Frequently Asked Questions


Thanks for your interest in the Advanced Research Projects Agency for Health (ARPA-H). If your question is not addressed below, please use the form on our contact page to reach us.

General Questions

The Advanced Research Projects Agency for Health (ARPA-H) is a funding agency that supports high-impact research capable of driving biomedical and health breakthroughs that can deliver transformative, sustainable, and equitable health solutions for everyone. ARPA-H’s mission focuses on leveraging research advances for real world impact. The ARPA model enables visionary Program Managers to tackle a specific problem, working with a range of performers and a variety of approaches to solve that problem, while incorporating measurement and evaluation throughout the process.

President Biden proposed the creation of ARPA-H to improve the U.S. government’s ability to speed biomedical and health solutions. On March 15, 2022, the FY 2022 Consolidated Appropriations Act (Public Law 117-103) was signed into law authorizing the establishment of ARPA-H within the U.S. Department of Health and Human Services.

ARPA-H will make pivotal investments in breakthrough technologies and broadly applicable platforms, capabilities, resources, and solutions with the potential to advance areas of medicine and health that cannot readily be accomplished through traditional research or commercial activity.

No. Our aim is to provide dynamic, transformative health solutions for all people across a broad range of diseases.

ARPA-H doesn’t own or operate its own research labs – rather, it oversees research that takes place at various facilities around the country.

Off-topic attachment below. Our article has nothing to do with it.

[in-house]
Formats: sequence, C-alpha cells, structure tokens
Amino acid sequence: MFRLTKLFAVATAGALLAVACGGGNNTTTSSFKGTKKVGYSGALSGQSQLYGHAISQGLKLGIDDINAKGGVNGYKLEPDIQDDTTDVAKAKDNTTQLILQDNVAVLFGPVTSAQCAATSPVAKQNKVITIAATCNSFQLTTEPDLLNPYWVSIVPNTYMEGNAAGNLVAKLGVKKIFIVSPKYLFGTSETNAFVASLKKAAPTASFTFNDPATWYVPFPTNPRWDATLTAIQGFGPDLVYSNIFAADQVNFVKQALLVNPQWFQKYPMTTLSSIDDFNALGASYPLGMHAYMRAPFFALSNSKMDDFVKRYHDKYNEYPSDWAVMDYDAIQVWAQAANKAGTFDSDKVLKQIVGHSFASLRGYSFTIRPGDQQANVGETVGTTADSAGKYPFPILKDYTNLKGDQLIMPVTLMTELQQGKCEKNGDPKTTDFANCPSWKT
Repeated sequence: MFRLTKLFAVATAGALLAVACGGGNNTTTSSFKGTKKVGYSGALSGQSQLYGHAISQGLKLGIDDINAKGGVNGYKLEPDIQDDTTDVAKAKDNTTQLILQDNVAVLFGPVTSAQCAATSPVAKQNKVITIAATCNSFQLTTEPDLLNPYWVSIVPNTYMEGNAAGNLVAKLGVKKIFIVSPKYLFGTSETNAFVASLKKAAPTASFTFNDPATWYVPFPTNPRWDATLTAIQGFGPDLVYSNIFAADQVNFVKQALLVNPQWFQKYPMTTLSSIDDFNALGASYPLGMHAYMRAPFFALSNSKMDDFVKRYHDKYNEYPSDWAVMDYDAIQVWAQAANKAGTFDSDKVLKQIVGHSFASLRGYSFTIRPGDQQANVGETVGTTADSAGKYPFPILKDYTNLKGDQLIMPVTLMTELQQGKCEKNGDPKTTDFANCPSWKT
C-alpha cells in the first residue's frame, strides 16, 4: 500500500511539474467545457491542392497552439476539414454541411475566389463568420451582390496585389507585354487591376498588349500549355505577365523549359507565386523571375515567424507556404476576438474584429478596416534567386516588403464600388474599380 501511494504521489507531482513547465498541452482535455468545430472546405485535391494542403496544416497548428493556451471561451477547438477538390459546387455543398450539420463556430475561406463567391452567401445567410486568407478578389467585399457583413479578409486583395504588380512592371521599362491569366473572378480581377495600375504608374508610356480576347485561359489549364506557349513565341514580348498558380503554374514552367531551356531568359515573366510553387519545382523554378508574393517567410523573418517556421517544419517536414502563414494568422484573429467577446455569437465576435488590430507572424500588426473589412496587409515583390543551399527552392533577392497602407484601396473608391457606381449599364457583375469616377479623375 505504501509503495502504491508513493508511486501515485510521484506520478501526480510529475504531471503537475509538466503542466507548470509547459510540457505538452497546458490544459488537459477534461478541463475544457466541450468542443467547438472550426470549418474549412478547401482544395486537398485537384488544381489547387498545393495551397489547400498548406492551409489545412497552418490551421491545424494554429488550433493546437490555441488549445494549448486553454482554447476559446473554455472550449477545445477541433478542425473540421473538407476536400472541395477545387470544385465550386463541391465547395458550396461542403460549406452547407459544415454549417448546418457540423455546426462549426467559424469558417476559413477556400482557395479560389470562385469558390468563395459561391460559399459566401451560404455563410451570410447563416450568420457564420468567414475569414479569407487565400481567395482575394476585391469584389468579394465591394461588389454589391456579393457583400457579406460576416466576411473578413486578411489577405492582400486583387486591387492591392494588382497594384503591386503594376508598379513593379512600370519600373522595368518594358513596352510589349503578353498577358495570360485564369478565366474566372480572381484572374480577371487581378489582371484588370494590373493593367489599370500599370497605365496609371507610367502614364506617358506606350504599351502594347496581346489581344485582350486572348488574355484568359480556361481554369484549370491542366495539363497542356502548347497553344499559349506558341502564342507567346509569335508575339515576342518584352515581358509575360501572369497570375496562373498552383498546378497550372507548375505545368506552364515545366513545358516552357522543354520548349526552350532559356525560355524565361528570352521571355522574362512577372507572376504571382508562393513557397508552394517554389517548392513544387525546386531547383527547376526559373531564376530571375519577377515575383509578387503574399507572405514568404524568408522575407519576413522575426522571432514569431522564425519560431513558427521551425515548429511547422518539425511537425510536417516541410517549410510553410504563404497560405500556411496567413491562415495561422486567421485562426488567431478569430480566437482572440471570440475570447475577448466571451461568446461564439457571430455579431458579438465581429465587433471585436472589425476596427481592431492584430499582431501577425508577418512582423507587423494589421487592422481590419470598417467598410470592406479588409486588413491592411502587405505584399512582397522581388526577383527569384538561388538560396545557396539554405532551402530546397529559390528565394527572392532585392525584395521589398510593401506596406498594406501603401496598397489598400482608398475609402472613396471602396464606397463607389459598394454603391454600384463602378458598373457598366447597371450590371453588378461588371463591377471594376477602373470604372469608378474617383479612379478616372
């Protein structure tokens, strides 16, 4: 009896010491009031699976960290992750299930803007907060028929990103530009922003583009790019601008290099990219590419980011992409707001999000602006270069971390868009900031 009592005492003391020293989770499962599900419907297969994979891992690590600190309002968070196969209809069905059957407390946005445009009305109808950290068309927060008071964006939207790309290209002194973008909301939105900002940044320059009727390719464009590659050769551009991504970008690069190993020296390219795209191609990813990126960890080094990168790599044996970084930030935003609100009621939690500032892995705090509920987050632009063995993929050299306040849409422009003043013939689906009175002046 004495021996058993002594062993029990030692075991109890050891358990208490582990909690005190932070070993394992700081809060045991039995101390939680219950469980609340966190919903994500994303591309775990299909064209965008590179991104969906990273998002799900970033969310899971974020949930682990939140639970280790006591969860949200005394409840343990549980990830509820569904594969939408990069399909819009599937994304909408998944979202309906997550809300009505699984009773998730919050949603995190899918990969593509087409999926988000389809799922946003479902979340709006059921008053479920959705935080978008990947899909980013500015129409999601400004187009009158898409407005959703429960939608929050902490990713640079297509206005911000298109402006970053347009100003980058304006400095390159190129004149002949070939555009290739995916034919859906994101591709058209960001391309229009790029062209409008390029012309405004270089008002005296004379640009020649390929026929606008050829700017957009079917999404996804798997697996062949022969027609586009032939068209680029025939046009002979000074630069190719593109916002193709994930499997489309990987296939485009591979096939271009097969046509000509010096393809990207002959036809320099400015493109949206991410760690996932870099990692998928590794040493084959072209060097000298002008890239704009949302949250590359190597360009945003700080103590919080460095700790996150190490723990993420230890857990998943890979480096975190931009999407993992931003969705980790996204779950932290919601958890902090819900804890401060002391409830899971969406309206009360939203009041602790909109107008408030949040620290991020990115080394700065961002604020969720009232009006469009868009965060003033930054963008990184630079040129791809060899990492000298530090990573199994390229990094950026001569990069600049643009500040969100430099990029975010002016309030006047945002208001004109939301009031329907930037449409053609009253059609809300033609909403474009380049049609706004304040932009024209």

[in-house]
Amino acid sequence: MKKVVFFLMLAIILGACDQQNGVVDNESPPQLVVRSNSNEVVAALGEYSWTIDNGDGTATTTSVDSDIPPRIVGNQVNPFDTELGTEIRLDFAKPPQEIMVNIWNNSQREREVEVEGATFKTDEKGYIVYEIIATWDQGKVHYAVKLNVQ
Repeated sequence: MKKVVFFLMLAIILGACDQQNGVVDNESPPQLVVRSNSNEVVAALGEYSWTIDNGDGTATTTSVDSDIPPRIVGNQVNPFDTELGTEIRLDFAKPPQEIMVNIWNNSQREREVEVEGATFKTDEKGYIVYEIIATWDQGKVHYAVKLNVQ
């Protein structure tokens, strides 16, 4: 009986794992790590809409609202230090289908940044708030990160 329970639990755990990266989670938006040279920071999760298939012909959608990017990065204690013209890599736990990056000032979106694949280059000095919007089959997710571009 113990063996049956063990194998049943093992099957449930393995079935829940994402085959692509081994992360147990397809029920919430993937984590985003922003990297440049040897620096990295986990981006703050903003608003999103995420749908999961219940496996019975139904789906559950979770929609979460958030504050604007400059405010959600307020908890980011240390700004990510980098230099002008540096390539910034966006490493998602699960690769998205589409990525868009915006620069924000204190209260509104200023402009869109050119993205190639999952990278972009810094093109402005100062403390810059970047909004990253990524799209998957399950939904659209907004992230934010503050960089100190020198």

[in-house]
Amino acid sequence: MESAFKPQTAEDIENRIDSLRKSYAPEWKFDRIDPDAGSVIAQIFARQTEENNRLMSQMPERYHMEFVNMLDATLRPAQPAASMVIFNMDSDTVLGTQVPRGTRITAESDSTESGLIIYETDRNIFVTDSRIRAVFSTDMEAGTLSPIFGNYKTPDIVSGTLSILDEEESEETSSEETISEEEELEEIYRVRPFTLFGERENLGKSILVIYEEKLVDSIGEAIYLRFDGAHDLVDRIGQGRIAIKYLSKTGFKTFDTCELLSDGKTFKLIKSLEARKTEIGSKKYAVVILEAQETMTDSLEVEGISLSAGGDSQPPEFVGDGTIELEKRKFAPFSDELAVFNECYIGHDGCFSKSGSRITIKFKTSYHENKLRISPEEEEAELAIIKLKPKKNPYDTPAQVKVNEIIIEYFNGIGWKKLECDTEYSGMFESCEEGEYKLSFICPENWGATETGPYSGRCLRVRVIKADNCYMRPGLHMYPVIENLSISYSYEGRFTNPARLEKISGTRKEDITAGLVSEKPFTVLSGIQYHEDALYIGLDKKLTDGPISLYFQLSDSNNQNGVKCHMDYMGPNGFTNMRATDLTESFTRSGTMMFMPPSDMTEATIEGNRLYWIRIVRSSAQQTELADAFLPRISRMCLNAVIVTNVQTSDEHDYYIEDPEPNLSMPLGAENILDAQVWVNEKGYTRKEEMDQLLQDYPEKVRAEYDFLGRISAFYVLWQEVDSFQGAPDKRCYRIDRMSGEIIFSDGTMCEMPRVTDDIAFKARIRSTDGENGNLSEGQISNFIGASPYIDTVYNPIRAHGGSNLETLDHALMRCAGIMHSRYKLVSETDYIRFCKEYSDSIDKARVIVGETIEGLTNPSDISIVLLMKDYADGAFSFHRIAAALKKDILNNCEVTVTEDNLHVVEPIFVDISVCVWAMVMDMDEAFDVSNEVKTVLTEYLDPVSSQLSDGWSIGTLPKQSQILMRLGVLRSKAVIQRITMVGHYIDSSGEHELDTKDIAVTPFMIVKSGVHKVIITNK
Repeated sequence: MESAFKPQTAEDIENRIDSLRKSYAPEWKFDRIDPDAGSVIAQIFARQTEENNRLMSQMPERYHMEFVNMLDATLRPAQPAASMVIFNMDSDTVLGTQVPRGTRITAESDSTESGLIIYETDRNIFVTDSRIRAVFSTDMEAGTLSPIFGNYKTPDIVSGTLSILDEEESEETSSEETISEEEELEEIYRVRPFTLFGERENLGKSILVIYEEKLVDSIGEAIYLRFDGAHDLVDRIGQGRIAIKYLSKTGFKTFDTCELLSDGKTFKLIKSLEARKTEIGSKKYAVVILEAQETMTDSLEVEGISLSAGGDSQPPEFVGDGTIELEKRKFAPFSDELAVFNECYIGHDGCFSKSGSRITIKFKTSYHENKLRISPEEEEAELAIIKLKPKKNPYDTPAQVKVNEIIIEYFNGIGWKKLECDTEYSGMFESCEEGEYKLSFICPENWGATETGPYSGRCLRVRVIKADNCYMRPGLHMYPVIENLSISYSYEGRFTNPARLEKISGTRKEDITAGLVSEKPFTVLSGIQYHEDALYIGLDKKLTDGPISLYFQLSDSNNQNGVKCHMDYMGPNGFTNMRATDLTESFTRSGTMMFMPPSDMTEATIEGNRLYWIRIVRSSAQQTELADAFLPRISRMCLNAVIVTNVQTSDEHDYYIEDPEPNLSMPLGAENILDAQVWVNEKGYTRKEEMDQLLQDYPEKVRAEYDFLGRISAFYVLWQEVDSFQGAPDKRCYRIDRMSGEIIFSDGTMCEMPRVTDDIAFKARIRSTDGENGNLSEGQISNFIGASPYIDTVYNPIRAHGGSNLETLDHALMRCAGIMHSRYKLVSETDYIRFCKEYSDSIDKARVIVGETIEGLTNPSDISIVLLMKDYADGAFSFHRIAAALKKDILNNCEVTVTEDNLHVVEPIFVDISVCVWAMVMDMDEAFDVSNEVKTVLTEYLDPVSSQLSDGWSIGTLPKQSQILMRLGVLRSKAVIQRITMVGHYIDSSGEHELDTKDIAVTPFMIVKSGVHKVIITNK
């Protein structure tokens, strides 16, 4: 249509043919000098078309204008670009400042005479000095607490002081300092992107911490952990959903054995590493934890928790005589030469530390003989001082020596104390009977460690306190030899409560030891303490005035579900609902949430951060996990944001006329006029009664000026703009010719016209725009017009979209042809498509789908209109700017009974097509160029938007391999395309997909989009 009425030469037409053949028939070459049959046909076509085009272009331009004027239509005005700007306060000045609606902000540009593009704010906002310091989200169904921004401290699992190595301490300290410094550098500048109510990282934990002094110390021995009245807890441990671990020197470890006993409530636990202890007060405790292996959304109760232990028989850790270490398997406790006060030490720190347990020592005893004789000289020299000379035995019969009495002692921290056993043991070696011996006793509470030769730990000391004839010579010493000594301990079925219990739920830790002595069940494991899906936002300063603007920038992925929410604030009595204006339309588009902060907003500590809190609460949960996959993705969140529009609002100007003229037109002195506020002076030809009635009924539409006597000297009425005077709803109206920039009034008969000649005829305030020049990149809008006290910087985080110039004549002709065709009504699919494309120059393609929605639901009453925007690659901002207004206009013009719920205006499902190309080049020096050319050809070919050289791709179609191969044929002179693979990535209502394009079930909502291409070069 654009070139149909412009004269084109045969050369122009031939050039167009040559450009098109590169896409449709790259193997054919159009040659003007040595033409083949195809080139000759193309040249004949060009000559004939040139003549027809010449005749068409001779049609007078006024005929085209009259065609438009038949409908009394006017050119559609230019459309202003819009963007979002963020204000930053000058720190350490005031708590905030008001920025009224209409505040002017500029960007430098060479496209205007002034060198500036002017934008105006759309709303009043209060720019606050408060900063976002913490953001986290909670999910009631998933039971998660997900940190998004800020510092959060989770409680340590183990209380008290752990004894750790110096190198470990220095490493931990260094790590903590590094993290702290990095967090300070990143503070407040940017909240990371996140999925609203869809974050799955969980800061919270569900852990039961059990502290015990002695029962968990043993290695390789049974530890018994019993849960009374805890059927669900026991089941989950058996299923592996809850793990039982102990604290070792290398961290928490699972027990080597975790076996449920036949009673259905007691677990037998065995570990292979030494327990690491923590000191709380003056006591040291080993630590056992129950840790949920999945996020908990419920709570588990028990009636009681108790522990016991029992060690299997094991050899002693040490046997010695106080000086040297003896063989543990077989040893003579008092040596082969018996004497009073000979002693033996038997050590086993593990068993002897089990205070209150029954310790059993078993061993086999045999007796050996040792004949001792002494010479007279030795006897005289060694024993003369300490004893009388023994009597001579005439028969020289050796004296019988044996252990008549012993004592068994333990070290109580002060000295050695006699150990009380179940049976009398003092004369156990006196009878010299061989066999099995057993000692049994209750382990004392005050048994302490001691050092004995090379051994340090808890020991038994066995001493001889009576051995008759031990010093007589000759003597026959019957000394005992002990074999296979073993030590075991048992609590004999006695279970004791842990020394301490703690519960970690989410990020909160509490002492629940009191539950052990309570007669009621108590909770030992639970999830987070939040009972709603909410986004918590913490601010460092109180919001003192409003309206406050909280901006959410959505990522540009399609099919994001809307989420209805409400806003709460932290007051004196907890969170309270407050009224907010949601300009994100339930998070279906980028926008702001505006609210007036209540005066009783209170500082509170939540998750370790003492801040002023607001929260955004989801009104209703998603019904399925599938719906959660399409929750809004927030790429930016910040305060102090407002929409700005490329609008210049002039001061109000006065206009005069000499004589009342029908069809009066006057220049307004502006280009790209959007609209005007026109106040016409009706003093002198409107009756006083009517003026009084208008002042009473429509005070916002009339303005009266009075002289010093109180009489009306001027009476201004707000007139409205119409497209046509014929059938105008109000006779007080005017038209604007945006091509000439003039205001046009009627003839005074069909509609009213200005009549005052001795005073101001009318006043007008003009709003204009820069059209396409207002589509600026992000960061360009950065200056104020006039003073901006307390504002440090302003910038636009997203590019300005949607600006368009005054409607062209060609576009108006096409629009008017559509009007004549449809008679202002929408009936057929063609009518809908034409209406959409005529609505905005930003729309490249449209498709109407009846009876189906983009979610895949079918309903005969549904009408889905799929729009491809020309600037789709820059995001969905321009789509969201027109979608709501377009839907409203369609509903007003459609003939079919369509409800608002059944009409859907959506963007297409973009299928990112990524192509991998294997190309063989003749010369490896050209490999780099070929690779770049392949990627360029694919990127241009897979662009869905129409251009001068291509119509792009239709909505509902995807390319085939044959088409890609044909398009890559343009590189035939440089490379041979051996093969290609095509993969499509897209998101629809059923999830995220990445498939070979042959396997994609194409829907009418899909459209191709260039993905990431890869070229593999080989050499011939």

ARPA-H will draw on and contribute to NIH’s vast knowledge, expertise, and infrastructure, but remain distinct and independent, with its own culture, policies, and processes. ARPA-H is a separate funding agency and, like other ARPAs, will create new capabilities and solve problems through ambitious, well-specified, and measurable programs. The director of ARPA-H reports to the HHS Secretary.

ARPA-H does not have any labs or intramural program. Importantly, the vast majority of our funding will leave our agency as programs launch, funding the best and brightest potential solutions across the country. Our Stakeholder and Operations hub is located in downtown D.C. In addition, we operate two consortium-managed hubs based in Dallas, TX and the greater Boston area, MA, to connect with patients, investors, and other members of the health research ecosystem. Each consortium-managed hub operates a spoke network, enabling ARPA-H to work with communities across the United States and its territories. Learn more about the ARPANET-H innovation network.